Issue Date: November 6, 2017
Nanotextured glass becomes 'invisible'
To reduce the annoying glare from the surfaces of cell phones and eyeglasses, manufacturers often coat them with antireflective films. Yet these coatings are limited because they reduce the reflection of light only at certain optimal wavelengths. Now, by directly changing the morphology of glass in a process called nanotexturing, researchers can fabricate glass that cuts down on reflection from light across wide swaths of visible and infrared wavelengths, making the material close to invisible. The new glass could be useful in devices such as laser systems and solar cells, in which light loss causes inefficient performance.
The researchers, led by Charles Black, a materials scientist at Brookhaven National Laboratory, began by creating a patterned polystyrene-b-poly(methyl methacrylate) block copolymer template. When placed over top of glass, the template enables the transfer of its pattern to the material via plasma etching. In this process, which the team had previously developed for silicon, gas runs over the template surface, gouging out trenches in the exposed substrate surface and creating a “forest” of nanocones (Appl. Phys. Lett. 2017, DOI: 10.1063/1.5000965). These nanocones—less than 10 nm in width on average—reduce the reflections from the front and back of materials to less than 0.2% for the whole visible and near-infrared spectrum (450-2,500 nm). Using this method, the team made nanotextured glass substrates up to about 10 cm in diameter. The researchers have not yet tested the materials’ durability, a property that will dictate what applications this approach is suitable for, Black says. In one experiment, the researchers evaluated the efficiency by which a solar cell converted light into electricity with an uncovered device, a device covered with the nanotextured glass, and a device covered with regular glass. They found that the uncovered and nanotextured glass devices were comparable and the regular glass device was about half a percent less efficient. The fabrication process is quite complex, which could make it difficult to scale, says Tolga Aytug, a materials researcher at Oak Ridge National Laboratory. Black acknowledges the limitations of the process but says the team hopes to find commercial partners to help scale up the technology.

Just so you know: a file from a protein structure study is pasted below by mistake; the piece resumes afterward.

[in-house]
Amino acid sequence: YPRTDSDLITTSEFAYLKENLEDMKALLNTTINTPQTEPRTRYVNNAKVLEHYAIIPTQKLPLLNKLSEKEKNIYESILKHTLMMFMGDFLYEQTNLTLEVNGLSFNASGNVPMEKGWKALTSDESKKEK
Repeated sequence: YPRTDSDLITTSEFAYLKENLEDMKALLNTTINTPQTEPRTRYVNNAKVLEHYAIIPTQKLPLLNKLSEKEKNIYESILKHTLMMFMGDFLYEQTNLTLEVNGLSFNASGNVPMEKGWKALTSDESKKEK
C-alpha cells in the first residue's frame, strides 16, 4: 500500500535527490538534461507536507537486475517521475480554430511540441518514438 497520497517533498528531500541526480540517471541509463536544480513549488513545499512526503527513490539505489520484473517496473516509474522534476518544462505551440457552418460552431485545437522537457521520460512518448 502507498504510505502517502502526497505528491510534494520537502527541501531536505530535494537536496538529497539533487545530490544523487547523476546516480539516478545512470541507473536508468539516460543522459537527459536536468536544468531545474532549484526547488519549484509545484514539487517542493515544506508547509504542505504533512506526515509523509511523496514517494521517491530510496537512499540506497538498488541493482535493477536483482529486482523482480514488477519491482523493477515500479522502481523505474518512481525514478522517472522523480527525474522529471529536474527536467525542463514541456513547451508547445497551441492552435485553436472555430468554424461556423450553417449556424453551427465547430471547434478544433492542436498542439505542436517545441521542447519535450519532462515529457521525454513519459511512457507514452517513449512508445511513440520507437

- Chemical & Engineering News
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